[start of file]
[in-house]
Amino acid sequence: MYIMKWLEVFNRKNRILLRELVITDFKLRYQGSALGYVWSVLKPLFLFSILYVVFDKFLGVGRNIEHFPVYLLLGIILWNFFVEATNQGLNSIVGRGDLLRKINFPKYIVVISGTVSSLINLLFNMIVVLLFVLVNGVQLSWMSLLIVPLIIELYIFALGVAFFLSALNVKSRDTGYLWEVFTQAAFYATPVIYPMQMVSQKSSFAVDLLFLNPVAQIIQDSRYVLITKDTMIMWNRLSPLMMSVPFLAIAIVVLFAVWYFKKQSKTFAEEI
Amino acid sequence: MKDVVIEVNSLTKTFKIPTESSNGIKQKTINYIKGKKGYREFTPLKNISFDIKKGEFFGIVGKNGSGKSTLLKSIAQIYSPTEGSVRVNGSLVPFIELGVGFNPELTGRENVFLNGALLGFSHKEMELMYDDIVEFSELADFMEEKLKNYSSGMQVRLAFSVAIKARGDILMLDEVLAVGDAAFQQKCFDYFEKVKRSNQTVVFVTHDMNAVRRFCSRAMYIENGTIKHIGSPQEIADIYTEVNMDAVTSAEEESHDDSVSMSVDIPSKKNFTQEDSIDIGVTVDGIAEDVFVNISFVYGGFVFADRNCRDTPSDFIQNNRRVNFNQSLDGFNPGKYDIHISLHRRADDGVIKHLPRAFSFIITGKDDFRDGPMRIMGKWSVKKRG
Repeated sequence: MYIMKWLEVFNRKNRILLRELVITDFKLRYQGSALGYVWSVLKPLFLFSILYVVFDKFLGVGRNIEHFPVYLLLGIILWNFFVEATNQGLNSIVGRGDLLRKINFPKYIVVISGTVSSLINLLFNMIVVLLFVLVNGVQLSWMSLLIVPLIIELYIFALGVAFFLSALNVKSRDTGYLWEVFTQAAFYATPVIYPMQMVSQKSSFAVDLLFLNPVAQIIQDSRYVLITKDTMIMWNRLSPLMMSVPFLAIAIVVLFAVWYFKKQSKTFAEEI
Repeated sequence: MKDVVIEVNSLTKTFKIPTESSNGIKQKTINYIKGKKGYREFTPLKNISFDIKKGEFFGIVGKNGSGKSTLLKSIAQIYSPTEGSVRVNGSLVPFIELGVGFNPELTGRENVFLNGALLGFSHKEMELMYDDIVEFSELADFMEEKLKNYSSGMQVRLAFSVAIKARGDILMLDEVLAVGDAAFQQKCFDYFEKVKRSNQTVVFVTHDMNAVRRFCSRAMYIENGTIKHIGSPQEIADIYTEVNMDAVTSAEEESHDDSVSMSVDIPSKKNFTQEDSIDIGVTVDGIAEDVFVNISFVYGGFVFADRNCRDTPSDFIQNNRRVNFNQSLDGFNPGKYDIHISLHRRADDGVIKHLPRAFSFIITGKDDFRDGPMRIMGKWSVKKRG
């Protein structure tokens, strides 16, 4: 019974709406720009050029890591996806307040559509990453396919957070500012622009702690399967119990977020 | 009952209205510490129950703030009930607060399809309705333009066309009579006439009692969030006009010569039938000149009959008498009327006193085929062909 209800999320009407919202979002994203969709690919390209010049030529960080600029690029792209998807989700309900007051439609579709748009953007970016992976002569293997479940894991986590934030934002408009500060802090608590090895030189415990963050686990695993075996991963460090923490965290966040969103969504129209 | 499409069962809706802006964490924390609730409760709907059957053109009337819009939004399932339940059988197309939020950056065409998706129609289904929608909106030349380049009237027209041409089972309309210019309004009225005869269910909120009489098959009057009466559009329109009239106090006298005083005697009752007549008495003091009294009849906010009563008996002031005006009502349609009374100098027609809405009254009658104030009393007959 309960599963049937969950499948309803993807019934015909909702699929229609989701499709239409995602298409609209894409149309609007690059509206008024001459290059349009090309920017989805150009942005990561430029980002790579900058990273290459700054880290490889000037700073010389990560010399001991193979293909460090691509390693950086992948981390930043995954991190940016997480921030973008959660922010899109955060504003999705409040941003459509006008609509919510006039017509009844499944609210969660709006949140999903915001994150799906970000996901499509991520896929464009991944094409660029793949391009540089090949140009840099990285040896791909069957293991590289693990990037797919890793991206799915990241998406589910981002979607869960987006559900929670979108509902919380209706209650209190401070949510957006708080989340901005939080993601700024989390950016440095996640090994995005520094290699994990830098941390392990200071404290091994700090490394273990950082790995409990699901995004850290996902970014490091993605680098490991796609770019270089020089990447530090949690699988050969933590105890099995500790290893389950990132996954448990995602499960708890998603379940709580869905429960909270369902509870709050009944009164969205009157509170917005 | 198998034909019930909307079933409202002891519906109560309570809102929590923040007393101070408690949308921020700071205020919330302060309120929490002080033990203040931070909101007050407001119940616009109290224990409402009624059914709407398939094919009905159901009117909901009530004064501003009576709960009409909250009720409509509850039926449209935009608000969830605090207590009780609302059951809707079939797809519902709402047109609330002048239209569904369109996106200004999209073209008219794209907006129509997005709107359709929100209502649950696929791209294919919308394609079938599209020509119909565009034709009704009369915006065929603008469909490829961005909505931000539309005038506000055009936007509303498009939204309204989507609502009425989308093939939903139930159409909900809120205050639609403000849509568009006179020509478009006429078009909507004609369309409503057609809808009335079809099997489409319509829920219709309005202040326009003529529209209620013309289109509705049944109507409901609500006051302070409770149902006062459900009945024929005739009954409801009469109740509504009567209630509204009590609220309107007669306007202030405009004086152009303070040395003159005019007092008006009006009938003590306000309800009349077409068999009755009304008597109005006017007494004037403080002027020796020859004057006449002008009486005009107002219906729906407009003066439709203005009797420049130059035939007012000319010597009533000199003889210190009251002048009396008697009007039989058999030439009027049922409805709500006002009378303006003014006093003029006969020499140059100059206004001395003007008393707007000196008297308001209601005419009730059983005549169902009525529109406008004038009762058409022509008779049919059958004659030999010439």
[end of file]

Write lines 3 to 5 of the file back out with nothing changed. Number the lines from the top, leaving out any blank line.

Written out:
Amino acid sequence: MKDVVIEVNSLTKTFKIPTESSNGIKQKTINYIKGKKGYREFTPLKNISFDIKKGEFFGIVGKNGSGKSTLLKSIAQIYSPTEGSVRVNGSLVPFIELGVGFNPELTGRENVFLNGALLGFSHKEMELMYDDIVEFSELADFMEEKLKNYSSGMQVRLAFSVAIKARGDILMLDEVLAVGDAAFQQKCFDYFEKVKRSNQTVVFVTHDMNAVRRFCSRAMYIENGTIKHIGSPQEIADIYTEVNMDAVTSAEEESHDDSVSMSVDIPSKKNFTQEDSIDIGVTVDGIAEDVFVNISFVYGGFVFADRNCRDTPSDFIQNNRRVNFNQSLDGFNPGKYDIHISLHRRADDGVIKHLPRAFSFIITGKDDFRDGPMRIMGKWSVKKRG
Repeated sequence: MYIMKWLEVFNRKNRILLRELVITDFKLRYQGSALGYVWSVLKPLFLFSILYVVFDKFLGVGRNIEHFPVYLLLGIILWNFFVEATNQGLNSIVGRGDLLRKINFPKYIVVISGTVSSLINLLFNMIVVLLFVLVNGVQLSWMSLLIVPLIIELYIFALGVAFFLSALNVKSRDTGYLWEVFTQAAFYATPVIYPMQMVSQKSSFAVDLLFLNPVAQIIQDSRYVLITKDTMIMWNRLSPLMMSVPFLAIAIVVLFAVWYFKKQSKTFAEEI
Repeated sequence: MKDVVIEVNSLTKTFKIPTESSNGIKQKTINYIKGKKGYREFTPLKNISFDIKKGEFFGIVGKNGSGKSTLLKSIAQIYSPTEGSVRVNGSLVPFIELGVGFNPELTGRENVFLNGALLGFSHKEMELMYDDIVEFSELADFMEEKLKNYSSGMQVRLAFSVAIKARGDILMLDEVLAVGDAAFQQKCFDYFEKVKRSNQTVVFVTHDMNAVRRFCSRAMYIENGTIKHIGSPQEIADIYTEVNMDAVTSAEEESHDDSVSMSVDIPSKKNFTQEDSIDIGVTVDGIAEDVFVNISFVYGGFVFADRNCRDTPSDFIQNNRRVNFNQSLDGFNPGKYDIHISLHRRADDGVIKHLPRAFSFIITGKDDFRDGPMRIMGKWSVKKRG